a community-based approach to digital inclusion
Success Story from uK leeds city council's model
On April 4th, we hosted the 3rd session of our Webinar series: Unwrapping the Digital Divide. This series develops different topics in the field of digital inclusion, where practitioners on the ground share their hands-on approach and the best practices they have gathered throughout their work. During the first session we covered digital literacy, while in the second one, we dived into the design of a basic digital skills course that allows the transferability of skills to other fields, such as the job market search. In this Webinar, we looked at the 100% Digital Leeds’ community-based model, Leeds City Council’s successful digital inclusion program, to then understand its implementation through two case studies: The Old Fire Station and Burmantofts Senior Action. This model is unique because of its holistic and embedded approach: it looks at integrating digital inclusion within the services individuals already use. Digital inclusion is seen as an enabler to achieving existing priorities and outcomes, while it ensures better digital access to support people’s independence and ability to make informed choices.
Silvano de Marte, Communications & Community Engagement Officer at DigiCo, opened the session, while Léa Ichikawa, Program Manager at DigiCo, presented the speakers and moderated throughout the webinar. During the first part of the event, Amy Hearn, Senior Digital Inclusion Officer at 100% Digital Leeds, presented this model she co-created along with her team. 100% Digital Leeds launched their Community-based approach to digital inclusion in December 2022, after four years of intense work in the field. Understanding digital inclusion as an enabler, their unique program aims to ensure that every person across the city and region of Leeds has the equipment, connectivity, digital skills, confidence and knowledge they need to engage with digital tools and services. 100% Digital Leeds partners with other organisations to build a connected digital inclusion ecosystem across the city: they work with different partners who already support communities likely to be digitally excluded. 100% Digital Leeds enables their partners to embed digital inclusion into their already ongoing work so that it becomes part of their partners’ business. This needs-first approach meets the needs of communities and enables partner priorities, therefore increasing their capacity to deliver digital inclusion sustainably. They additionally support their partners through advice, resources and funding.
To better understand this model, speakers from two partner organisations that have piloted and implemented it followed Amy Hearn’s presentation. Firstly, Fran Etherington, Development Manager at The Old Fire Station, presented how they integrated digital inclusion into her organisation’s everyday activities. The Old Fire Station, a key delivery partner of 100% Digital Leeds, is a community space with six local charities supporting the East suburb of Leeds. Trust is at the heart of this organisation: the thousand people that visit The Old Fire Station on a weekly base perceive it as a safe place where they are heard and understood. Their approach is holistic and community-based: as people are already coming to them to do some of the many activities in their agenda, they have found different ways of embedding digital across the services and activities taking place in the building. For example, they have drop-in sessions for people to receive expert support for different digital issues they may have, such as setting up an e-mail address or learning how to use FaceTime to talk to their family. All the staff is encouraged to embed digital in every conversation they have, to upskill the individuals that come to the centre.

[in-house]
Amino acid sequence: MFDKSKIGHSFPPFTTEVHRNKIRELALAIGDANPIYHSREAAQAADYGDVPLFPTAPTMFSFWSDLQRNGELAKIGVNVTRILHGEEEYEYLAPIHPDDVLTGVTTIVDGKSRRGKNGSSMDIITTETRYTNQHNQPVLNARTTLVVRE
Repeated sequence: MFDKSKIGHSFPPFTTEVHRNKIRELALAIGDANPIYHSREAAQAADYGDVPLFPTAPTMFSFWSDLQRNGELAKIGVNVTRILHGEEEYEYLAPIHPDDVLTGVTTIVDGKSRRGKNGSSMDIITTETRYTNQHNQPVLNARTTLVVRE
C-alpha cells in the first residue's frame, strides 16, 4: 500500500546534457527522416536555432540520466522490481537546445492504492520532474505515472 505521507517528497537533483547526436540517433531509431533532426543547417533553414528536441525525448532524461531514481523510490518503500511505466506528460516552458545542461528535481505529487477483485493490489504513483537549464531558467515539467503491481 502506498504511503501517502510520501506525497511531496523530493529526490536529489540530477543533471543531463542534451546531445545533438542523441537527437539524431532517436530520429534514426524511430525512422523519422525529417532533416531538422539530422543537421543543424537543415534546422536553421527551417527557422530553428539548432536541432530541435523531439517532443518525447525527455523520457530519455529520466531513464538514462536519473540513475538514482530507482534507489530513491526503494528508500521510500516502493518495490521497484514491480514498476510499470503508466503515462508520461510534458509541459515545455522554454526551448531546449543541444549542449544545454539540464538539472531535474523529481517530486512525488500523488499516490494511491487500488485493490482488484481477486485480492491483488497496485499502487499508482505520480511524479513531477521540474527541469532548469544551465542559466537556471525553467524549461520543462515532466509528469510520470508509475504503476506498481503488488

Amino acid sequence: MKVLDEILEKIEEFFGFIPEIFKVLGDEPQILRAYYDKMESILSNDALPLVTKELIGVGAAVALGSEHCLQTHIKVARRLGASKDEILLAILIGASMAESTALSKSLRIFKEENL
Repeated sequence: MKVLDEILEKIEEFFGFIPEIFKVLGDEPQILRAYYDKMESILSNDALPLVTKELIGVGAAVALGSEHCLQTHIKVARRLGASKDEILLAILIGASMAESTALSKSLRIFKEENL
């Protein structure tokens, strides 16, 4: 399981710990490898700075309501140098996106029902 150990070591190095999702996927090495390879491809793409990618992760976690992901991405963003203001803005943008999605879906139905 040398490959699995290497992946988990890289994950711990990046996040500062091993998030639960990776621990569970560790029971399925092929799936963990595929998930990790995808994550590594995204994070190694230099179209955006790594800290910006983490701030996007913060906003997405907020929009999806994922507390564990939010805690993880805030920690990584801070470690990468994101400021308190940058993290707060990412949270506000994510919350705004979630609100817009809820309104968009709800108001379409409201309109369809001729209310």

Secondly, Tom Armstrong, Project Manager at Burmantofts Senior Action CIO (BSA) shared his experience partnering with 100% Digital Leeds. BSA is a local charity which supports people aged over 60 with weekly social activities. At The Old Fire Station, they try to embed digital into all aspects of their work to provide valuable tools for their people. They offer their community devices, data and support, as well as advice and learning services. After Tom’s presentation, Léa Ichikawa closed this third session and opened a round of Q&A.
100% Digital Leeds’ model was developed to be implemented at a city level. However, their learnings can be replicated at different scales. With this Webinar, we hope to have inspired other organisations to adopt holistic initiatives towards digital inclusion at either a district, organisational or project level. As 100% Digital Leeds, we believe that digital inclusion is social inclusion: those who can most benefit from digitalisation tend to be those who are least likely to be online. The following session of this Webinar series: Unwrapping the Digital Divide will take place in the next months, so follow us on social media to stay updated:
replay session 3:
100% Digital Leeds is a city-wide digital inclusion programme led by the digital inclusion team in the Integrated Digital Service (IDS) at Leeds City Council and Leeds Health and Care Partnership NHS West Yorkshire Integrated Care Board.
The Old Fire Station is a community space with 6 local charities supporting the East suburb of Leeds, called Gipton. They are a key delivery partner of 100% Digital Leeds.
Burmantofts Senior Action is a local charity which supports people aged over 60 with weekly social activities. They offer one off events and trips, outreach support with bills and benefits, volunteering opportunities, health/wellbeing support and digital inclusion. BSA celebrates the individual, what they have achieved in life, and what they still want to achieve now.